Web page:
As employers typically do not measure personality variables like SDO that have been linked to discrimination, the next best thing would be for employers to look closer at industries that typically attract those with higher social dominance orientations, he said.

“There has been some vocational research conducted by Sidanius that shows individuals who have higher SDOs tend to pursue college majors and occupations in fields that enhance societal hierarchies, such as law enforcement, accounting, and national security,” he said. “Individuals with low SDOs tend to pursue fields that attenuate social hierarchies, such as social work. While employment discrimination is always a possibility in every field, practitioners need to be especially aware of the problem of colorism in those fields that attract higher SDO individuals.”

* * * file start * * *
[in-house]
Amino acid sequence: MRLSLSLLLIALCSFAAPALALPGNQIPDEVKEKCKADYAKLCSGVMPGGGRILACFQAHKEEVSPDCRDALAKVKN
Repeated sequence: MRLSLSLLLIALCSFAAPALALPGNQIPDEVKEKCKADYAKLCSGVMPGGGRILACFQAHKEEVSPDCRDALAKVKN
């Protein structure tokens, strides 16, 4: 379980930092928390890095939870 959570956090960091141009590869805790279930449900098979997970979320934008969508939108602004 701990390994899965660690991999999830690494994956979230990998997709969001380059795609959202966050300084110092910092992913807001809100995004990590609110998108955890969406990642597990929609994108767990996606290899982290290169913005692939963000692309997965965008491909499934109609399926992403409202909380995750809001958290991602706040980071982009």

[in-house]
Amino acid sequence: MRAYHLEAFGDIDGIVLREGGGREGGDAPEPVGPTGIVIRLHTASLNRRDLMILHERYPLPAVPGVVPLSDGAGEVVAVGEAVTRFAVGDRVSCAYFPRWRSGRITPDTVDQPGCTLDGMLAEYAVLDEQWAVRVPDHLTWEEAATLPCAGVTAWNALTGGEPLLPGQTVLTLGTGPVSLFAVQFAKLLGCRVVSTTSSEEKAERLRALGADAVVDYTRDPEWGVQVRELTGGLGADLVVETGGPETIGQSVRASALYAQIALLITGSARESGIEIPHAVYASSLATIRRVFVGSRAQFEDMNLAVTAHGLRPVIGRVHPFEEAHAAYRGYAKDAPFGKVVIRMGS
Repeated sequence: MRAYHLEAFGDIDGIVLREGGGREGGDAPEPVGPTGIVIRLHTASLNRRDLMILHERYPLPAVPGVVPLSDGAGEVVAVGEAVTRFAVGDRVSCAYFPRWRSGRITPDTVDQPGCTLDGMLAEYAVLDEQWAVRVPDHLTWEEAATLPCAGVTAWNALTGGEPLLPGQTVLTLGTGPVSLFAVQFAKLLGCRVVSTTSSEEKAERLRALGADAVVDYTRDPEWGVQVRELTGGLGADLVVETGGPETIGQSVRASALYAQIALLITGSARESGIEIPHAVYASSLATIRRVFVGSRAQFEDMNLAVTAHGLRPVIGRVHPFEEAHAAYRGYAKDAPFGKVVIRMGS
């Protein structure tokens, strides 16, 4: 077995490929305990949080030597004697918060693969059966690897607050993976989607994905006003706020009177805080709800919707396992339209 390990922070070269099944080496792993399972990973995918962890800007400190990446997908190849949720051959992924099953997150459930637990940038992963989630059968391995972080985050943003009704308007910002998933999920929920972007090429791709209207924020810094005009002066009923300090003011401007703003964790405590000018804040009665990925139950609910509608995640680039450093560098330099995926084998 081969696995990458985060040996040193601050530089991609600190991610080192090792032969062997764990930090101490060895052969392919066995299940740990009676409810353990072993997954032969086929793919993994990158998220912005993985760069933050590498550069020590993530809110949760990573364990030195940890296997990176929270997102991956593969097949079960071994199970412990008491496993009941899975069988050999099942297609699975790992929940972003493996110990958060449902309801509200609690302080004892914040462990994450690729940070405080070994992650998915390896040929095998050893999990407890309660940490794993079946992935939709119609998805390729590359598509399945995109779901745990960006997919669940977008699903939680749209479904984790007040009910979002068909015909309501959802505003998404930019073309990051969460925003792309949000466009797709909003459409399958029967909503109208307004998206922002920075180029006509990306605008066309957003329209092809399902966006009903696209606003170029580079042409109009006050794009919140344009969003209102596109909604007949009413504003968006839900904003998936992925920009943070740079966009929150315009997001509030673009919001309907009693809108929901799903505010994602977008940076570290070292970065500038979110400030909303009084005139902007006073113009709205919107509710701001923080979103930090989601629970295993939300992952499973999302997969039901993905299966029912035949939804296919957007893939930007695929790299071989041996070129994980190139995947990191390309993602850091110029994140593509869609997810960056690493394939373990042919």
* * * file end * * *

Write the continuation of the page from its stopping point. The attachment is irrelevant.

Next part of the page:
Recruiters and talent acquisition staff should probably also avoid using social media to evaluate candidates.

“That is because photographs of applicants are generally available through these media,” Marira explained. “And that increases the likelihood of someone consciously or unconsciously using skin tone to make an evaluation or hiring decision.”

Marira noted that although his study examined colorism only among African Americans, it could occur within and between many different racial and ethnic groups.

“I think it’s important to convey that colorism can happen within racial groups, but it can also happen interracially, between groups,” he explained. “So in my study, I found that Africans Americans can prefer lighter skin tones among African Americans, but it is also possible that a White person could prefer a lighter skin tone among Asians or that an Asian person could prefer a lighter skin tone among Latinos.”